6. I'm a Department of the Navy contracting type who hopes to award multiple IDIQ contracts for services that may be performed world-wide. Contracts will each have a five year ordering period and a $100.00 minimum. FAR 16.505((1)(i) states that the KO "must provide each awardee a fair opportunity to be considered for each order exceeding $3,000.00". I read an "opportunity" to be a two-way street where an awardee can opt out of competing for an order. How is this possible under the normal terms of an IDIQ contract where the Gov't maintains a unilateral right to place orders within the contract's specified order parameters? I ask because some of my world-wide locations are wonderful (San Diego/Norfolk/Washington, DC/Naples/Far East/Dubai), but some of my others (Africa/Iraq/Afghanistan)...maybe not so much. A contractor may not want the hassle of doing business there and/or may not be able to find someone who wants to go there even after making a good-faith effort to do so. I give them the "opportunity" to submit an offer. Can they decide not to? Further, they're not the only one of my multiple awardees who decides not to participate...and I somehow end up with no takers for this particular opportunity. What remedies do I have? Are awardees compelled to compete on every order? If "yes", what does that compulsion do to my competitive contract pricing (i.e. I've got some of my contractors "pricing not to win" this particular task order)? If "no", do I have an IDIQ or a BPA? Tx, NavyKGuy
  7. I'm in the process of awarding a firm fixed price contract in support of the Navy housing office. We have furniture (refridgerators/washers & dryers/couches etc.) that we keep in a warehouse and then have a contractor deliver/pick-up when the unit is occupied by a sailor. The contractor also does repairs when the fridges and washer/dryers break-down. Contractor personnel run the warehouse tracking what items are in inventory or coming/going, but the Government keeps the keys to the warehouse and is always there arranging pick-ups/deliveries and dealing with the sailors/other Government personnel (OGP) through a Gov't GS type we'll call "the warehouse manager" and the furniture is only in the "possession" of the contractor when it is on the truck being delivered/picked-up and signed for by the sailors/OGPs. My questions are... 1. Is the warehouse Government furnished property since its never technically in the possession of the contractor i.e the "warehouse manager" has it under his/her control? 2. Is the furniture GFP since it's only in the possession of the contractor from the warehouse (where it's under the Gov't "warehouse manager's" cognizance) to the sailor/OGP who signs for it? From a "property book" perspective, it goes from the warehouse manager to the sailor/OGP and only passes momentarily through the contractor via the contract. I'm contending that it is NOT GFP for various reasons...including the fact that I'd rather not assume the administrative responsibilities of FAR 52.245-1 if I can reasonably justify not having to. Any thoughts?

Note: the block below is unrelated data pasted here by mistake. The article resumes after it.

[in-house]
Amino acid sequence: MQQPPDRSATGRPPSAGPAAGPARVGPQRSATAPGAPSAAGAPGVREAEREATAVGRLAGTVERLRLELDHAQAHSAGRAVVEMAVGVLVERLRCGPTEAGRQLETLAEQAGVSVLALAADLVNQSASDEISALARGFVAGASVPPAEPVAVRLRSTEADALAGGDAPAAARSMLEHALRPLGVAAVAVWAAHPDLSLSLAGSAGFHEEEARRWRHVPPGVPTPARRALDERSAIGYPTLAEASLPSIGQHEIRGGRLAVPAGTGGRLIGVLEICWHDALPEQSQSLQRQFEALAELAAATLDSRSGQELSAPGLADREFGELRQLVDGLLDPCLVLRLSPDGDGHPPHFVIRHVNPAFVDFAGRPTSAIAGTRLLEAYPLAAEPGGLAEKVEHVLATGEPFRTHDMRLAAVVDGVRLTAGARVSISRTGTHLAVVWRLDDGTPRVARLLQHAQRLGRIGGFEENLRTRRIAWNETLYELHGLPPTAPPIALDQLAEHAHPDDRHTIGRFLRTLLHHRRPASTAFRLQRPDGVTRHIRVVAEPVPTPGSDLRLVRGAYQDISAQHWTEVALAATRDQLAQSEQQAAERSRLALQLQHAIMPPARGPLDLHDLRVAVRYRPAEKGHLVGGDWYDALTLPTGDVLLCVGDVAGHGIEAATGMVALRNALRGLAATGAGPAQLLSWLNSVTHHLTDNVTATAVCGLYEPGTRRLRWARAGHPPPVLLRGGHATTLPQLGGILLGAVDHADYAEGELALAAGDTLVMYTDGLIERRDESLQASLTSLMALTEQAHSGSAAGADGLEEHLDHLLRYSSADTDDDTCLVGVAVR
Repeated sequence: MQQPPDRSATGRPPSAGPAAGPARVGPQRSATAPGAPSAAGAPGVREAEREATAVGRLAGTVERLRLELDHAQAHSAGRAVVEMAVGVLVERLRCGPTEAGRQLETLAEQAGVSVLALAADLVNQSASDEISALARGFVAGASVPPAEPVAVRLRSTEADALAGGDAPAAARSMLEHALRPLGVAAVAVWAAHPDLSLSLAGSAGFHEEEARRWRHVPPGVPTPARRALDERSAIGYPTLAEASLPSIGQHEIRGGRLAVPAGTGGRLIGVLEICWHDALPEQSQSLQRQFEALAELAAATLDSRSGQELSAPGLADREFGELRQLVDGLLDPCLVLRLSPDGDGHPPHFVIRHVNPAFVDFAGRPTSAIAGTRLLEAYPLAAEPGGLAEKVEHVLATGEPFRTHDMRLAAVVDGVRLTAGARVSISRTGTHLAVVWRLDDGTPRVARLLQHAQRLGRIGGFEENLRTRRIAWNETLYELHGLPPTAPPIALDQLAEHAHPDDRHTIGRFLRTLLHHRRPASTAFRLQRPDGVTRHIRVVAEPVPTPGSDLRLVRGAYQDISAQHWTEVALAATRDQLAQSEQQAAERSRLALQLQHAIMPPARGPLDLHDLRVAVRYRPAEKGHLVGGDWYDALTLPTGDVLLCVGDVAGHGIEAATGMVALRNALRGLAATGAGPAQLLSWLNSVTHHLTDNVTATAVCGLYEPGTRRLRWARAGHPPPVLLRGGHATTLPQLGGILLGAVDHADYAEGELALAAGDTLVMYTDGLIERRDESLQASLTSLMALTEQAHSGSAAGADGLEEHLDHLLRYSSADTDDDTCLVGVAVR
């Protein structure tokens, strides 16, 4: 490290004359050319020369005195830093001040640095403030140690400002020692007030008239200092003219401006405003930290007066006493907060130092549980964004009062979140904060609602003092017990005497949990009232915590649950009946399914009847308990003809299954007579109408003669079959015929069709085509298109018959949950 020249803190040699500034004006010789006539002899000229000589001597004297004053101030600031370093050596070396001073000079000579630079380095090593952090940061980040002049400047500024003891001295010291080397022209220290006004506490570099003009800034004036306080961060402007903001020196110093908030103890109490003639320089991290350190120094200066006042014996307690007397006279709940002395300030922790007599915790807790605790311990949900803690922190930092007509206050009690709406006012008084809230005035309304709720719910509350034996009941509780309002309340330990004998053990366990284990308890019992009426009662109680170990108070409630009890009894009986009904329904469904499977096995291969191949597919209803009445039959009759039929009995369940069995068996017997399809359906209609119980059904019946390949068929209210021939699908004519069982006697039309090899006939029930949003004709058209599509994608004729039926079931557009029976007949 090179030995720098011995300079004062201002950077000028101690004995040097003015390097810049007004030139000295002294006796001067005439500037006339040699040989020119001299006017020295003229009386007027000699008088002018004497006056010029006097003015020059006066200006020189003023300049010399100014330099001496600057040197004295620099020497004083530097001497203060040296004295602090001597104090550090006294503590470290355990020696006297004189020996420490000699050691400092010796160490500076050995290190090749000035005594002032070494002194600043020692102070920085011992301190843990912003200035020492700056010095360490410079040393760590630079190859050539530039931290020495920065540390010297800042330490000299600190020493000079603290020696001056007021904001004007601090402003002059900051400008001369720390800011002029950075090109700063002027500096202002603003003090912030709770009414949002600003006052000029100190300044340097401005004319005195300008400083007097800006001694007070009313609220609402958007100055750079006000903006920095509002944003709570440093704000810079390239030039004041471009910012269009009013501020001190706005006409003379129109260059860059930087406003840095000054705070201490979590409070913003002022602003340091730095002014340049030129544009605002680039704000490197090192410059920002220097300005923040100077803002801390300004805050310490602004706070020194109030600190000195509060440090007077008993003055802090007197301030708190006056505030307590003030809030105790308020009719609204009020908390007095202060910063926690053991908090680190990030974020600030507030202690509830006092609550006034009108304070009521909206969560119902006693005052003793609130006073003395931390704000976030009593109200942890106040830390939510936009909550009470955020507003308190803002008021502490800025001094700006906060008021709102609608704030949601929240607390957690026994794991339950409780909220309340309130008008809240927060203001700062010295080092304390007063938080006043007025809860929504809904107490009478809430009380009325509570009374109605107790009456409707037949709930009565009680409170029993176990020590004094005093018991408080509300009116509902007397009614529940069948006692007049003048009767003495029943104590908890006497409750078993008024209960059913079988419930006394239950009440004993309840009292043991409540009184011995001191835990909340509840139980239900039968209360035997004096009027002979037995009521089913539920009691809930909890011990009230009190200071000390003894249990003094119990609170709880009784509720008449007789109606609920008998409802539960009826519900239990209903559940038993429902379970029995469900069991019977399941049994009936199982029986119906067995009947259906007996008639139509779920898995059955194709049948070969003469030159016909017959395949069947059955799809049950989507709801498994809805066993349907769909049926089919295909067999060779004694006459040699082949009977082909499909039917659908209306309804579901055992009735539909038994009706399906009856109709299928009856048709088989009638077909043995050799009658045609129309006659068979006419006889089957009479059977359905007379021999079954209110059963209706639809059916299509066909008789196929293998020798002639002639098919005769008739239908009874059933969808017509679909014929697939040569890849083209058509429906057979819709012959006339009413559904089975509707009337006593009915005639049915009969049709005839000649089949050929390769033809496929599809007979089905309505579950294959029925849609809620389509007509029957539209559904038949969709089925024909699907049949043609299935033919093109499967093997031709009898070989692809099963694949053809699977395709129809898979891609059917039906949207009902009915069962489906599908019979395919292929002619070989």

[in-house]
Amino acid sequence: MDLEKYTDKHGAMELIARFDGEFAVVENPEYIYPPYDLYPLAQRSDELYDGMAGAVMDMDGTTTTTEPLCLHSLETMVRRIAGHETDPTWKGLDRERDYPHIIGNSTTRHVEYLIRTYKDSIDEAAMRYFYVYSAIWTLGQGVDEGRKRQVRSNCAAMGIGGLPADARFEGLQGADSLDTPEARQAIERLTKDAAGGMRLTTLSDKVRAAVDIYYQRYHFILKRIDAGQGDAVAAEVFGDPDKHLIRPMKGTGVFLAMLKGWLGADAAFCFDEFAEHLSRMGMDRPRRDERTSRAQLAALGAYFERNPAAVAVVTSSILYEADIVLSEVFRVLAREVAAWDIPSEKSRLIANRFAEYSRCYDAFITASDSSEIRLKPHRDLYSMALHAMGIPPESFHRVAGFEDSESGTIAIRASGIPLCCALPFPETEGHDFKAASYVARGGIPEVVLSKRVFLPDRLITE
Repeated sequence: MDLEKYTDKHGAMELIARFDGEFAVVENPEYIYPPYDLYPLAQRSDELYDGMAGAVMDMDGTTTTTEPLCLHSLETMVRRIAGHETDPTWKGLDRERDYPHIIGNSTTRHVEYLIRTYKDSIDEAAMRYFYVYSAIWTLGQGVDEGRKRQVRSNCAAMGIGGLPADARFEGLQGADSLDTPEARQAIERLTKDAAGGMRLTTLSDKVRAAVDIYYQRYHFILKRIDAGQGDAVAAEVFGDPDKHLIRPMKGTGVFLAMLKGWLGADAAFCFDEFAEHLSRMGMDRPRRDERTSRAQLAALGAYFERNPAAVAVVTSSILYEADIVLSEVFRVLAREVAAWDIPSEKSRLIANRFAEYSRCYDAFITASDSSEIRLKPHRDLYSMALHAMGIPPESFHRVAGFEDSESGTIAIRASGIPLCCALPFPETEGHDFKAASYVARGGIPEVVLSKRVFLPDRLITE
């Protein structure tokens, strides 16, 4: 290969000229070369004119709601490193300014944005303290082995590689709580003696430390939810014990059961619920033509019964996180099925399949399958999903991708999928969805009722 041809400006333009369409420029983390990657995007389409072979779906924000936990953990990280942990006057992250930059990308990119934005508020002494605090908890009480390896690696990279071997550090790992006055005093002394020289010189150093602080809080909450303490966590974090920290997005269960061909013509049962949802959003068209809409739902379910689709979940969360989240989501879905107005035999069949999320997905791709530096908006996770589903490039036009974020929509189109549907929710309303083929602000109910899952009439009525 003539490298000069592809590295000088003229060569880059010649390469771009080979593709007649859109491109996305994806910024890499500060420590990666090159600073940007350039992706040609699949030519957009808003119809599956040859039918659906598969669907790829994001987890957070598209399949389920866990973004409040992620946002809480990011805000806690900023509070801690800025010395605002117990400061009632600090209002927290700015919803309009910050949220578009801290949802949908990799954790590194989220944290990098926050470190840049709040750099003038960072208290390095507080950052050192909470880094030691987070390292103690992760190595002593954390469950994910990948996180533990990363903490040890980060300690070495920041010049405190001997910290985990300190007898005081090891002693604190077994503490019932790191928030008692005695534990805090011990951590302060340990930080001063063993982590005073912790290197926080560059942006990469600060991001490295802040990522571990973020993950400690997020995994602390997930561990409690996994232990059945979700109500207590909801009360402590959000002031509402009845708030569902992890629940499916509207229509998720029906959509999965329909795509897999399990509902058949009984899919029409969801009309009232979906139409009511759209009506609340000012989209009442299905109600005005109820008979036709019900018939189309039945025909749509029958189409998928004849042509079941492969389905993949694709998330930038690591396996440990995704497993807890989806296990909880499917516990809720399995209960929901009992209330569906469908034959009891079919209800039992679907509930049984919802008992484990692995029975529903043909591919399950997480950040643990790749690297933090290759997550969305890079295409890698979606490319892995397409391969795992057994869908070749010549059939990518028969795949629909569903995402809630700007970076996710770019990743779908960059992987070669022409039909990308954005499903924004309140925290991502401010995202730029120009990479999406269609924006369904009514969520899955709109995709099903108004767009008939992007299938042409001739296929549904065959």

8. Excess Ceiling Available and Options

    Formerfed/Brian/Rodolfo, Thanks for your thoughts. I believe that Formerfed's contention "I say that DFARS 237.106(2) applies to orders in your case, but not the contract. Saying that it applies to an IDIQ contract, which doesn't involve the obligation of funds, doesn't make sense" is incorrect because it is based on the erroneous assumption that an IDIQ doesn't involve the obligation of funds. I support this belief via the following statement from the General Accounting Office (B-318046, July 7, 2009): "In the case of an IDIQ contract, the agency must record an obligation in the amount of the guaranteed minimum at the time the contract is executed because, at that point, the government has a fixed liability for the minimum amount to which it committed itself. B-308969, May 31, 2007; B-302358, Dec. 27, 2004." I think that my problem is that I am proposing to use annual appropriations (or "an appropriation limited to obligation for a definite period" which "may be obligated only to meet a legitimate or bona fide need arising during the period of availability of the appropriation" (B-289801, Dec. 30, 2002)) to meet a liability which exists over a 5 year period. Despite the likelihood that my funds will be expended within the period of the availability of the appropriation (i.e. within the first few weeks of the contract or, better yet, the same fiscal year as the annual appropriation), the fact that they might not be is the source of my dilemma. Working thru this, the 1-year base period w/ one 4-year option approach is starting to make sense. Thoughts? Thanks again for everyone's help, NavyKGuy
  9. Excess Ceiling Available and Options

    I'd like to add to this thread with the following scenario... Background: 1. I work for the Navy so the DFARS and Navy policy and regulation apply. 2. I want to award an indefinite delivery, indefinite quantity contract for severable services with a 5 year effective period. 3. The contract schedule specifies a minimum of $10,000.00 and a maximum of $50 million over the 5 year effective period. 4. My minimum is funded/obligated at the time of award using annual operations & maintenance, navy (O&M,N) appropriations. 5. Given that my $50 million estimate is based on prior years' usage ($10 million more/less per year for the past five years), it is reasonable to expect that the $10,000.00 minimum will be ordered well within the first year of the effective period (the first few weeks, most likely). It should also be noted that the contract anticipates the placement of several task orders (with individual values ranging between $5K and $100K), all funded with annual appropriations with none of the orders having a performance period in excess of 1 month. I'm being advised that I cannot have a five year effective period for this contract because DFARS 237.106(2) states "the contracting officer may enter into a contract, exercise an option, or place an order under a contract for severable services for a period that begins in one fiscal year and ends in the next fiscal year if the period of the contract awarded, option exercised, or order placed DOES NOT EXCEED ONE YEAR" (emphasis mine). Apparently, my five year effective period runs afoul of the "does not exceed one year" portion of the DFARS even though I will, in all likelihood, meet the minimum well before one year of the contract goes by. The best I'm being offered is a one year base with one 4 year option...and once the minimum is actually ordered, I can deobligate the original funds and also exercise the option. To me, this smacks of an unnecessary work-around, but the rules seem clear. Unfortunately, my admittedly limited research skills (a quick search of the GAO website and WIFCON) hasn't revealed any ready answer to this problem so I'd appreciate any assit. Tx, NavyKGuy